Ashcroft v. al-Kidd, 563 U.S. 731 (May. 31, 2011)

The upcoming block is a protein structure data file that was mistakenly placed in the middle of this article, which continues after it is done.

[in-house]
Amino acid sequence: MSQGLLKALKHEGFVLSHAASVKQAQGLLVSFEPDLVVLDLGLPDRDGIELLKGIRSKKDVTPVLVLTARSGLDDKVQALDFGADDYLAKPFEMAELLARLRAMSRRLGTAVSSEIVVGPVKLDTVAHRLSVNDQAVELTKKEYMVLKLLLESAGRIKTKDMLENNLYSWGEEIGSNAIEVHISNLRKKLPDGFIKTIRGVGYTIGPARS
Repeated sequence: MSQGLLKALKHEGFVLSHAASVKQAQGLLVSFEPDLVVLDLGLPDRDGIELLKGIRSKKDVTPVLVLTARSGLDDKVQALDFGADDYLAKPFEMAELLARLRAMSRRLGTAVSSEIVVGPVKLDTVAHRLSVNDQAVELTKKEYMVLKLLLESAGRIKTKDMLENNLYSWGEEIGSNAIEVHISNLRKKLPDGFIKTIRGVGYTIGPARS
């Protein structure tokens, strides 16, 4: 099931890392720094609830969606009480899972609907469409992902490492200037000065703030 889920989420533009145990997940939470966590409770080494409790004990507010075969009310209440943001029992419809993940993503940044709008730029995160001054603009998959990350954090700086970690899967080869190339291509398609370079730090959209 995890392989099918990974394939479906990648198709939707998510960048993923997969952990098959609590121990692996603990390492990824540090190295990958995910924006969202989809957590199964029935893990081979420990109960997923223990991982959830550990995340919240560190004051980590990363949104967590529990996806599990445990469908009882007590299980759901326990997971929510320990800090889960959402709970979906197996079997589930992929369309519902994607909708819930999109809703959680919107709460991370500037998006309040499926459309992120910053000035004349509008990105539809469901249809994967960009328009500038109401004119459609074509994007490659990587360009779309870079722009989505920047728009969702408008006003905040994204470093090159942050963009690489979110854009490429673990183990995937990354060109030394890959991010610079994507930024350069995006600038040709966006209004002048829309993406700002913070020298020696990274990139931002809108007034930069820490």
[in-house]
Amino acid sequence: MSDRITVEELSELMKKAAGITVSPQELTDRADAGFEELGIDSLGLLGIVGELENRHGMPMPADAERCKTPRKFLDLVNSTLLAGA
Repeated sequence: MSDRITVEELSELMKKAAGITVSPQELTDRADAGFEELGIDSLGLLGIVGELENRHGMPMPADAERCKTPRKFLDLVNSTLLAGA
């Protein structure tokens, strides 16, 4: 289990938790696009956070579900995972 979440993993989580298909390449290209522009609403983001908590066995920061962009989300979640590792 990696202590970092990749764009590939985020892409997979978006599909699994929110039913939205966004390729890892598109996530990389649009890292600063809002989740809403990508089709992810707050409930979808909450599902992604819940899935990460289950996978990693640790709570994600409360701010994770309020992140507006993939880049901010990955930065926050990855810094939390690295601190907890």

In the context of a qualified immunity analysis, the Court reversed the Ninth Circuit and held, in relevant part, that an objectively reasonable arrest and detention pursuant to a validly obtained material witness arrest warrant cannot be challenged as unconstitutional on the basis of allegations that the arresting authority had an improper motive. The complaint had alleged that in the aftermath of the September 11th terrorist attacks, then-Attorney General John Ashcroft authorized federal prosecutors and law enforcement officials to use the material-witness statute to detain individuals with suspected ties to terrorist organizations, that federal officials had no intention of calling most of these individuals as witnesses, and that they were detained, at Ashcroft’s direction, because officials suspected them of supporting terrorism but lacked sufficient evidence to charge them with a crime.